University of Cambridge > Talks.cam > Computational Neuroscience > Computational Neuroscience Journal Club

Computational Neuroscience Journal Club

Add to your list(s) Download to your calendar using vCal

If you have a question about this talk, please contact Guillaume Hennequin.

Dylan Festa will present:

Predictive Coding of Dynamical Variables in Balanced Spiking Networks by Martin Boerlin, Christian K. Machens and Sophie Denève PLoS Comp. Biol. (2013)

http://www.ploscompbiol.org/article/info%3Adoi%2F10.1371%2Fjournal.pcbi.1003258

Abstract

Two observations about the cortex have puzzled neuroscientists for a long time. First, neural responses are highly variable. Second, the level of excitation and inhibition received by each neuron is tightly balanced at all times. Here, we demonstrate that both properties are necessary consequences of neural networks that represent information efficiently in their spikes. We illustrate this insight with spiking networks that represent dynamical variables. Our approach is based on two assumptions: We assume that information about dynamical variables can be read out linearly from neural spike trains, and we assume that neurons only fire a spike if that improves the representation of the dynamical variables. Based on these assumptions, we derive a network of leaky integrate-and-fire neurons that is able to implement arbitrary linear dynamical systems. We show that the membrane voltage of the neurons is equivalent to a prediction error about a common population-level signal. Among other things, our approach allows us to construct an integrator network of spiking neurons that is robust against many perturbations. Most importantly, neural variability in our networks cannot be equated to noise. Despite exhibiting the same single unit properties as widely used population code models (e.g. tuning curves, Poisson distributed spike trains), balanced networks are orders of magnitudes more reliable. Our approach suggests that spikes do matter when considering how the brain computes, and that the reliability of cortical representations could have been strongly underestimated.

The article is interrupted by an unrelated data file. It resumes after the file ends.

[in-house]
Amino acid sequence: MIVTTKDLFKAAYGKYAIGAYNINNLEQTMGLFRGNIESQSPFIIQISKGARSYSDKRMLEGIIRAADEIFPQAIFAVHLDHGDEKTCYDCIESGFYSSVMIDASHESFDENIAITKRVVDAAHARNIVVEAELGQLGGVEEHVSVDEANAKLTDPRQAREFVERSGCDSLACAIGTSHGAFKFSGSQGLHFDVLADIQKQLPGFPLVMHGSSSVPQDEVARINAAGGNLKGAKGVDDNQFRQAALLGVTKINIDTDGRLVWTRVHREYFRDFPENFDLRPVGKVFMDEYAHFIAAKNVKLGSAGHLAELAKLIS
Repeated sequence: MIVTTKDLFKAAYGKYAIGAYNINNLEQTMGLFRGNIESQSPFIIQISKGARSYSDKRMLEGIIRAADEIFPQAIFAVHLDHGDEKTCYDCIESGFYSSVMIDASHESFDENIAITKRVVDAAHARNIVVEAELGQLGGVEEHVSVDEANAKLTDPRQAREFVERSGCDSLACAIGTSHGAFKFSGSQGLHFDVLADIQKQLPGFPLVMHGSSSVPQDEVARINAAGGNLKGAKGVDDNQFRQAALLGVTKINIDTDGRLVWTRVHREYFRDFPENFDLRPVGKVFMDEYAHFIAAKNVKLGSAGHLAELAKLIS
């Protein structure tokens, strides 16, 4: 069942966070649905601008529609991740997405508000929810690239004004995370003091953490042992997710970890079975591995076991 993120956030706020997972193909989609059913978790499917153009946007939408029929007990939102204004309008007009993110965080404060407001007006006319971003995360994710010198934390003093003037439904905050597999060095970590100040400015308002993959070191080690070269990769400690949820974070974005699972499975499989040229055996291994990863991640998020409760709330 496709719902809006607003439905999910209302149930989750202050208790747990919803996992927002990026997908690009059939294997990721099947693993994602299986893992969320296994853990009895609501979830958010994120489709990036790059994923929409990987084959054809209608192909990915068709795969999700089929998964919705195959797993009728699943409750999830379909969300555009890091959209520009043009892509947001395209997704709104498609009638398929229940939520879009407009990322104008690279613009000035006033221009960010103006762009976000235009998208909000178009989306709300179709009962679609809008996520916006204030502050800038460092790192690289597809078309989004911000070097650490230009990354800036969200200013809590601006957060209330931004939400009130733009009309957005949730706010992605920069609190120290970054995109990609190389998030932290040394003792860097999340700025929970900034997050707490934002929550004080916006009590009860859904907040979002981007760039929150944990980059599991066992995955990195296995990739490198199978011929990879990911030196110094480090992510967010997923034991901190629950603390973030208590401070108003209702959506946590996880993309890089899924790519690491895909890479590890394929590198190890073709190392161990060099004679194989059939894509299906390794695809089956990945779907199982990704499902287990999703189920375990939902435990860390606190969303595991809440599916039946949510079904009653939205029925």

This talk is part of the Computational Neuroscience series.

Tell a friend about this talk:

This talk is included in these lists:

Note that ex-directory lists are not shown.

 

© 2006-2019 Talks.cam, University of Cambridge. Contact Us | Help and Documentation | Privacy and Publicity